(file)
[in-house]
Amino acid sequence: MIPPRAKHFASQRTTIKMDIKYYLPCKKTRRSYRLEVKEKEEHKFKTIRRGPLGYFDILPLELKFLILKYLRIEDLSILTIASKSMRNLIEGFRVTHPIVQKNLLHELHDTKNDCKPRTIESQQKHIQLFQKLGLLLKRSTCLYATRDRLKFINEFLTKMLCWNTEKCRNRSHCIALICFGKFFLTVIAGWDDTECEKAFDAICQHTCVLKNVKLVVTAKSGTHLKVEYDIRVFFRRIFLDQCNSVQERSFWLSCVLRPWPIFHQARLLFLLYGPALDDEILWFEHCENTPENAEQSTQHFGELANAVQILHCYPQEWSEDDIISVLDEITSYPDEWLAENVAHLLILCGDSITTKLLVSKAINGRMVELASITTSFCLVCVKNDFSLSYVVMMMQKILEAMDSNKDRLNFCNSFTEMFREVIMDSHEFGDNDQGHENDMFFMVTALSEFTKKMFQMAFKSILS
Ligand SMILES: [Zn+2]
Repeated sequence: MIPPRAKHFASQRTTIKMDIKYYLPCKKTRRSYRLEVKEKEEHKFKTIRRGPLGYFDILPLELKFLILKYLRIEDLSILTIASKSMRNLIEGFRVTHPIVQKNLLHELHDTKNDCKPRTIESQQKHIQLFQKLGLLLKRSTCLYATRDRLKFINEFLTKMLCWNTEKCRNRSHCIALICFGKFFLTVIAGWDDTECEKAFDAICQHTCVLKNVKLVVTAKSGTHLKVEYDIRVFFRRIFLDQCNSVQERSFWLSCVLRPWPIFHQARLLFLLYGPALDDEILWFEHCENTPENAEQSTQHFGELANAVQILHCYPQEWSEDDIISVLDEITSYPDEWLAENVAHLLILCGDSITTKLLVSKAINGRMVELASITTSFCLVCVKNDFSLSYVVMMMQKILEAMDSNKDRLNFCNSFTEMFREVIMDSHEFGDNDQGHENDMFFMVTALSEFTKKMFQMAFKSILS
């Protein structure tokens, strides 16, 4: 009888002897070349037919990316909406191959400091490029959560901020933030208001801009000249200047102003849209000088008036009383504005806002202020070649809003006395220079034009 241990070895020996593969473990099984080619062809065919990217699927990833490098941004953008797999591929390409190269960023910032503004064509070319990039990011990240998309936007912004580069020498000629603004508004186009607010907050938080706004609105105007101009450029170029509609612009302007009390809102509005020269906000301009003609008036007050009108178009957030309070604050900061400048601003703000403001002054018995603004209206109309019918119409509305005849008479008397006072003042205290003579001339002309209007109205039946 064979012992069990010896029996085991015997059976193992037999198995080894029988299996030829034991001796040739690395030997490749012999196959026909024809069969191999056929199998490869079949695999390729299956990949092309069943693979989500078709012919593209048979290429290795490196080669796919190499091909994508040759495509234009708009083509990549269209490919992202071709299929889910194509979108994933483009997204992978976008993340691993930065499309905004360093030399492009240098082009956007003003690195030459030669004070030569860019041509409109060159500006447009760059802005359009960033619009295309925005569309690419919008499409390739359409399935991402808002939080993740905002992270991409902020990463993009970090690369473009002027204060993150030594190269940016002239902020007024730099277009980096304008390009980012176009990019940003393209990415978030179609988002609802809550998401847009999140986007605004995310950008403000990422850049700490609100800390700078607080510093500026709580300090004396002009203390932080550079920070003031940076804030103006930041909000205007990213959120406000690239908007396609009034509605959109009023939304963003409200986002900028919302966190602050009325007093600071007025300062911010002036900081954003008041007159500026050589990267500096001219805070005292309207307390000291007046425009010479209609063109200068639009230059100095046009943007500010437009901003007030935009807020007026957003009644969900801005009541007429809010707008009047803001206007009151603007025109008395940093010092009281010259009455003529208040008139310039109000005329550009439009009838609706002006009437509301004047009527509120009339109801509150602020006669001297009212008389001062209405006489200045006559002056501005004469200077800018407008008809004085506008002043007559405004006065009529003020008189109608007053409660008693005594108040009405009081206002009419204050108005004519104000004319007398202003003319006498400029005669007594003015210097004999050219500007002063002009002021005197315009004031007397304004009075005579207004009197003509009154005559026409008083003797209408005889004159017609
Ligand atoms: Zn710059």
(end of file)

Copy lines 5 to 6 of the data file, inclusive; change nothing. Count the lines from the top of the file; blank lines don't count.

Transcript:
């Protein structure tokens, strides 16, 4: 009888002897070349037919990316909406191959400091490029959560901020933030208001801009000249200047102003849209000088008036009383504005806002202020070649809003006395220079034009 241990070895020996593969473990099984080619062809065919990217699927990833490098941004953008797999591929390409190269960023910032503004064509070319990039990011990240998309936007912004580069020498000629603004508004186009607010907050938080706004609105105007101009450029170029509609612009302007009390809102509005020269906000301009003609008036007050009108178009957030309070604050900061400048601003703000403001002054018995603004209206109309019918119409509305005849008479008397006072003042205290003579001339002309209007109205039946 064979012992069990010896029996085991015997059976193992037999198995080894029988299996030829034991001796040739690395030997490749012999196959026909024809069969191999056929199998490869079949695999390729299956990949092309069943693979989500078709012919593209048979290429290795490196080669796919190499091909994508040759495509234009708009083509990549269209490919992202071709299929889910194509979108994933483009997204992978976008993340691993930065499309905004360093030399492009240098082009956007003003690195030459030669004070030569860019041509409109060159500006447009760059802005359009960033619009295309925005569309690419919008499409390739359409399935991402808002939080993740905002992270991409902020990463993009970090690369473009002027204060993150030594190269940016002239902020007024730099277009980096304008390009980012176009990019940003393209990415978030179609988002609802809550998401847009999140986007605004995310950008403000990422850049700490609100800390700078607080510093500026709580300090004396002009203390932080550079920070003031940076804030103006930041909000205007990213959120406000690239908007396609009034509605959109009023939304963003409200986002900028919302966190602050009325007093600071007025300062911010002036900081954003008041007159500026050589990267500096001219805070005292309207307390000291007046425009010479209609063109200068639009230059100095046009943007500010437009901003007030935009807020007026957003009644969900801005009541007429809010707008009047803001206007009151603007025109008395940093010092009281010259009455003529208040008139310039109000005329550009439009009838609706002006009437509301004047009527509120009339109801509150602020006669001297009212008389001062209405006489200045006559002056501005004469200077800018407008008809004085506008002043007559405004006065009529003020008189109608007053409660008693005594108040009405009081206002009419204050108005004519104000004319007398202003003319006498400029005669007594003015210097004999050219500007002063002009002021005197315009004031007397304004009075005579207004009197003509009154005559026409008083003797209408005889004159017609
Ligand atoms: Zn710059």